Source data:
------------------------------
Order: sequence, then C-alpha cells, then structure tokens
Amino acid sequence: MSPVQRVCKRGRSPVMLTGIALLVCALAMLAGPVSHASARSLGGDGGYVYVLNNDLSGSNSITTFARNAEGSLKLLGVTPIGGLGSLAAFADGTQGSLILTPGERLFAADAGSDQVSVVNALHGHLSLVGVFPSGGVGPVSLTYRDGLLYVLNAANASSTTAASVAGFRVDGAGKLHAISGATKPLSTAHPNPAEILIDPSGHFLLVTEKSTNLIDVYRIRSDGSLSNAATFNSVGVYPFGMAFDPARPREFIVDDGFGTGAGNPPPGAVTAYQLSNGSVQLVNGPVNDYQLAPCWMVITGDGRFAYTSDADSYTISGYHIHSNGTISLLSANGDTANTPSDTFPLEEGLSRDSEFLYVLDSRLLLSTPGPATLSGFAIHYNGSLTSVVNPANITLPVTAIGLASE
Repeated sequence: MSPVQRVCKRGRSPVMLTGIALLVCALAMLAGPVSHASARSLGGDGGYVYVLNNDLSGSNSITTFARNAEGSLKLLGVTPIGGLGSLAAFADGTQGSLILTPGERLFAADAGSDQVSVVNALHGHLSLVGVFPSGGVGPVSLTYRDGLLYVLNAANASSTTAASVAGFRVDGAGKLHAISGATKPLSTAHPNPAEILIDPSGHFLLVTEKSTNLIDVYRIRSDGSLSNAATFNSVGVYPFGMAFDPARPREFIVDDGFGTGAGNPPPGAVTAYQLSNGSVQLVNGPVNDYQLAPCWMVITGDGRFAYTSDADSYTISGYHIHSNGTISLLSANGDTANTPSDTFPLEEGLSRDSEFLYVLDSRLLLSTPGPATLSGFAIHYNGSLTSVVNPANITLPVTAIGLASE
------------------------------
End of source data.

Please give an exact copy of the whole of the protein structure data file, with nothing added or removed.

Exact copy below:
Order: sequence, then C-alpha cells, then structure tokens
Amino acid sequence: MSPVQRVCKRGRSPVMLTGIALLVCALAMLAGPVSHASARSLGGDGGYVYVLNNDLSGSNSITTFARNAEGSLKLLGVTPIGGLGSLAAFADGTQGSLILTPGERLFAADAGSDQVSVVNALHGHLSLVGVFPSGGVGPVSLTYRDGLLYVLNAANASSTTAASVAGFRVDGAGKLHAISGATKPLSTAHPNPAEILIDPSGHFLLVTEKSTNLIDVYRIRSDGSLSNAATFNSVGVYPFGMAFDPARPREFIVDDGFGTGAGNPPPGAVTAYQLSNGSVQLVNGPVNDYQLAPCWMVITGDGRFAYTSDADSYTISGYHIHSNGTISLLSANGDTANTPSDTFPLEEGLSRDSEFLYVLDSRLLLSTPGPATLSGFAIHYNGSLTSVVNPANITLPVTAIGLASE
Repeated sequence: MSPVQRVCKRGRSPVMLTGIALLVCALAMLAGPVSHASARSLGGDGGYVYVLNNDLSGSNSITTFARNAEGSLKLLGVTPIGGLGSLAAFADGTQGSLILTPGERLFAADAGSDQVSVVNALHGHLSLVGVFPSGGVGPVSLTYRDGLLYVLNAANASSTTAASVAGFRVDGAGKLHAISGATKPLSTAHPNPAEILIDPSGHFLLVTEKSTNLIDVYRIRSDGSLSNAATFNSVGVYPFGMAFDPARPREFIVDDGFGTGAGNPPPGAVTAYQLSNGSVQLVNGPVNDYQLAPCWMVITGDGRFAYTSDADSYTISGYHIHSNGTISLLSANGDTANTPSDTFPLEEGLSRDSEFLYVLDSRLLLSTPGPATLSGFAIHYNGSLTSVVNPANITLPVTAIGLASE